Some time before the publication of this volume, Mr. Cowper made a most important acquisition in the friendship and conversation of Lady Austen, (widow of Sir Robert Austen) whom he found a woman of elegant taste, and of such critical powers as enabled her to direct his studies by her judga ment and encourage them by her praise. An accidental visit which this lady made to Olney served to introduce her to the poet, whose shyness generally gave way to a display of mental'excellence and polished manners. In a short time, Lady Austen shared his esteem with his older friend Mrs. Unwin, although not without exciting some little degree of jealousy, which Mr. Hayley has noticed with his usual delicacy. Cowper, without at first suspecting that the feelings of Mrs. Unwin could be hurt, “considered the cheerful and animating society of his new accomplished friend, as a blessing conferred on him by the signal favour of Providence.” Some months after their first interview, Lady Austen quitted her house in London, and having taken up her residence in the parsonage

house of Olney, Cowper, Mrs. Unwin, and she, became almost one family, dining always together alternately in the houses of the two ladies.

Among other small pieces which he composed at the suggestion of Lady Austen, was the celebrated ballad of John Gilpin, the origin of which Mr. Hay.

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ley thus relates :' “It happened one afternoon, that Lady Austen observed him sinking into increasing dejection : it was her custom, on these occasions, to try all the resources of her sprightly powers for his immediate relief. She told him the story of John Gilpin (which had been treasured in her memory from her childhood) to dissipate the gloom of the passing hour. Its effect on the funcy of Cowper had the air of enchantment: he informed her the next morning, that convulsions of laughter brought on by his recollection of her story, had kept him waking during the greatest part of the night, and that he had turned it into a ballad.” Mrs. Unwin sent it to the Public Advertiser, where the late Mr. Henderson, the player, first saw it, and conceiving it might serve to display his comic powers, read it at Free-Mason's Hall, in a course of similar entertainments given by himself and Mr. Thomas Sheridan. It became afterwards popular among all classes of readers, but was not generally known to be Cowper's until it was added to his second volume.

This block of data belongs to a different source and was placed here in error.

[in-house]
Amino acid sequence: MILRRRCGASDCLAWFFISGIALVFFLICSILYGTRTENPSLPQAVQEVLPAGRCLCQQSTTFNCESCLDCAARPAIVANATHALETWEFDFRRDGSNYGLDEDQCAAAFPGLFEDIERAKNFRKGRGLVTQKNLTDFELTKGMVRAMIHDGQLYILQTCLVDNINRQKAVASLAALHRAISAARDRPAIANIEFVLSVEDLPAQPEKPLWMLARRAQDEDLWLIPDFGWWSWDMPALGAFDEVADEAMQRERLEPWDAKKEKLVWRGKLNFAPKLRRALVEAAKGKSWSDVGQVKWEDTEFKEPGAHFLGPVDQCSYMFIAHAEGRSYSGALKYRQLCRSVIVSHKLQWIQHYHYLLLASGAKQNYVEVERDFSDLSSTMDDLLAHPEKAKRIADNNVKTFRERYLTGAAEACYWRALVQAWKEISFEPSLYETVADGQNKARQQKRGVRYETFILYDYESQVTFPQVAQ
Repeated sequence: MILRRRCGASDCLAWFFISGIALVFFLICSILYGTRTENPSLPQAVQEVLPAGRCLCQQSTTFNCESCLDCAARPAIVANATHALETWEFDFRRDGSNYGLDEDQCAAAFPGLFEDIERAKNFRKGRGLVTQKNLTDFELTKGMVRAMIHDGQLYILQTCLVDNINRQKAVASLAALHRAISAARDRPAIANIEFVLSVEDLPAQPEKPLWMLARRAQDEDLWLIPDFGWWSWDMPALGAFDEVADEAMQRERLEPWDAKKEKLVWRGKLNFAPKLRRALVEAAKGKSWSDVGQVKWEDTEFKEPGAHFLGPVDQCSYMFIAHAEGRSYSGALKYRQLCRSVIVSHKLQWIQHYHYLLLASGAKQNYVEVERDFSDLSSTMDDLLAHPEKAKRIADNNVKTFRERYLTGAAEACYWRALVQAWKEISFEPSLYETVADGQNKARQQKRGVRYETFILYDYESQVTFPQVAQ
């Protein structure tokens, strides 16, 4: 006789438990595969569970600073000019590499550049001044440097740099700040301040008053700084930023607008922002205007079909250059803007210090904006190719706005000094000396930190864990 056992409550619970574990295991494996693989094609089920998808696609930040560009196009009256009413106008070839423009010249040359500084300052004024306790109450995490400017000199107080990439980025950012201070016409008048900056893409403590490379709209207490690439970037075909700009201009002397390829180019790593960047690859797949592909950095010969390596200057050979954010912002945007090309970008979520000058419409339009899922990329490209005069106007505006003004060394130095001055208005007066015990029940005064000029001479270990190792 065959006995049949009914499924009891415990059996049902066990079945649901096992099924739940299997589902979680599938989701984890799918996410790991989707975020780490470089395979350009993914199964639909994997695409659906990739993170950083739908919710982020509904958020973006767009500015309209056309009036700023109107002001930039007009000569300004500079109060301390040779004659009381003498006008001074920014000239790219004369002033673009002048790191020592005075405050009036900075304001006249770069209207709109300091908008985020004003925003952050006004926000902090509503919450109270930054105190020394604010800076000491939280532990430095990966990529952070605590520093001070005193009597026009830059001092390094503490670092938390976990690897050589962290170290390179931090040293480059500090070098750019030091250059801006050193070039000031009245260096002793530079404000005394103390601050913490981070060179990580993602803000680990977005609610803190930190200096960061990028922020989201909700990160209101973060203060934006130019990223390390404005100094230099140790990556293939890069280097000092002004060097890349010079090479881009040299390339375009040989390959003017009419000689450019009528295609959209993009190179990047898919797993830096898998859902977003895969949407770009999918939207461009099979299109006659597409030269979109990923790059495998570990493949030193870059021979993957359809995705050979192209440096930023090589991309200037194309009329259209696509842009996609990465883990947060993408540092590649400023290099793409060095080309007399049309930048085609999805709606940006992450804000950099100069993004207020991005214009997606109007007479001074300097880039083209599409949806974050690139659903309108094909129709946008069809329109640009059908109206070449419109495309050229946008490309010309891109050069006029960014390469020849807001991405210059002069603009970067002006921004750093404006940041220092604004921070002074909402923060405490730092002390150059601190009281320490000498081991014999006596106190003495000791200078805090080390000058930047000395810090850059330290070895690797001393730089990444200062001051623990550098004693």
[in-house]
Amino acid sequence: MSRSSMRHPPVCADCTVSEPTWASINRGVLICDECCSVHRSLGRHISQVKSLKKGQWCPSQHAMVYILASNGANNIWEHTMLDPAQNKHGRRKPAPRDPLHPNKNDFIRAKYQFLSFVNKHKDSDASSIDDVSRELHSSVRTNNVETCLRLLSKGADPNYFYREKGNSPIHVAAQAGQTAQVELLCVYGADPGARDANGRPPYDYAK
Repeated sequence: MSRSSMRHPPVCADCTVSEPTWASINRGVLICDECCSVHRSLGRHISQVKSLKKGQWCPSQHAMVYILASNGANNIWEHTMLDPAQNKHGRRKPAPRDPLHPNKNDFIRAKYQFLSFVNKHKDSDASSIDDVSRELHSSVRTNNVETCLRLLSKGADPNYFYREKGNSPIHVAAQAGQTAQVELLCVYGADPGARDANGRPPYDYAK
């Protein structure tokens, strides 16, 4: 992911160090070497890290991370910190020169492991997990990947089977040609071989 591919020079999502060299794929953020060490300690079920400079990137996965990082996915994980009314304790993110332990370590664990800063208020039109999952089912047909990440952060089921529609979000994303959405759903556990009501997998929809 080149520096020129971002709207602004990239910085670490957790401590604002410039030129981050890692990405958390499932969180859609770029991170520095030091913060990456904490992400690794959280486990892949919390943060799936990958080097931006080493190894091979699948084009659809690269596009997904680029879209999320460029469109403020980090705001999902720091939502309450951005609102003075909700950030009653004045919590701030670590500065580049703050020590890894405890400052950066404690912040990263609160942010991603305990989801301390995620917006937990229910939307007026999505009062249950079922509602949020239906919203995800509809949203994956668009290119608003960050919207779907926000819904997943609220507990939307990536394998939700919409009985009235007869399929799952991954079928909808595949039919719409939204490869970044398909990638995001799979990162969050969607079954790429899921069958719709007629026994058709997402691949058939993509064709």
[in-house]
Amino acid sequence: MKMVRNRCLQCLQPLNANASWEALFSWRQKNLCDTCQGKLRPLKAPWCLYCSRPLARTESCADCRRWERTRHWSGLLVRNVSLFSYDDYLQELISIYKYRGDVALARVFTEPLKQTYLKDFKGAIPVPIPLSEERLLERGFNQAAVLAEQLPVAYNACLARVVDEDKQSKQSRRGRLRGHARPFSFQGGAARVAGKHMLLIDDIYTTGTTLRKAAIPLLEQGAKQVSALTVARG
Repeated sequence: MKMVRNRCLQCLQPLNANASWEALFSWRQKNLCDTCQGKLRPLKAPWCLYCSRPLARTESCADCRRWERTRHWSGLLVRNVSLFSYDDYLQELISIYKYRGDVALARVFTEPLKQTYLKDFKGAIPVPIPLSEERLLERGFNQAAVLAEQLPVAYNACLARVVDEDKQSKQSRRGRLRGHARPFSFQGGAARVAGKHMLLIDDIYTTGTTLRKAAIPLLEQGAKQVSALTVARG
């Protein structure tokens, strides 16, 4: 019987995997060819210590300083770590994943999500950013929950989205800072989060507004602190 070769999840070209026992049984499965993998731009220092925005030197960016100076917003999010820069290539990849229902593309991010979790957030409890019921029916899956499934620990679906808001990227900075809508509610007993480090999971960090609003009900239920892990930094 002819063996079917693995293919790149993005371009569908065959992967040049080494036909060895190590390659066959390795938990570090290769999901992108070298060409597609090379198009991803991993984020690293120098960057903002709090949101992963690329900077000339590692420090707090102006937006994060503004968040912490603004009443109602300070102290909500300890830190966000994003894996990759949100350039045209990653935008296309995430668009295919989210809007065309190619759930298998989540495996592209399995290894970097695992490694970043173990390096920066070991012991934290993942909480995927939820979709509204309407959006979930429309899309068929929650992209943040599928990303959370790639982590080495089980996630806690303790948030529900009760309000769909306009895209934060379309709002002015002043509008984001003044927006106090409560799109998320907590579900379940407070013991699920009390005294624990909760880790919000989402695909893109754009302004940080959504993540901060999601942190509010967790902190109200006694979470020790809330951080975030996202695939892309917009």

The public was soon laid under a far higher obligation to Lady Austen, for having suggested our author's principal poem, The Task, “a poem," says Mr. Hayley, “of such infinite variety, that it seems to include every subject, and every style, without any dissonance or disorder: and io have flowed without effort, from inspired philanthropy, eager to impress upon the hearts of all readers, whatever may lead them, most happily, to the full enjoyments of human life, and to the full attainment of heaven.”

This admirable poem appears to have been written in the years 1783 and 1784, and underwent many careful revisions. The public had not done much for Cowper, but he had too much regard for it and for his own character, to obtrude what was incorrect, or might be made better. It was his opinion, an opinion of great weight from such a

critic, that poetry, in order to attain excellence, must be indebted to labour; and it was his correspondent practice to revise bis poems with scrupulous care and severity. In a letter to his friend Mr. Bull, on this poem, he says "I find it severe exercise to mould and fashion it to my mind.” Much of it was written in the winter, a season ge. nerally unfavourable to the author's health ; but tbere is reason to think that the encouragement and attention of his amiable and judicious friends animated him to proceed, and that the regularity of his progress was favourable to his health and spirits. Disorders, like his, have been known to give way to some species of mental labour, if voluntarily undertaken, and pursued with steadiness, The Task filled up many of those leisure hours, for which rural walks and employments would have amply provided at a more favourable season. It may be added, likewise, that no man appears to have had a more keen relish for the snugness of a winter fire-side, and that, free from ambition or the love of grand and tumultuous enjoyments, his heart was elated with gratitude for those humbler comforts which a mind like his would be apt to magnify, by reflecting on the misery of ihose who want them.

In November 1784, The Task was sent to the press, and he began the Tirocinium, the purport of which, in his own words, was, “to censure the want of discipline, and the scandalous inattention to morals, that obtain in public schools, especially in the largest : and to recommend private tuition as a mode of education preferable on all accounts: to call upon fathers to become tutors of their own sons, where that is practicable ; to take home a domestic tutor where it is not: and if neither can be done, to place them under the care of some rural clergyman, whose attention is limited to a few." In this year, when he was beginning his transla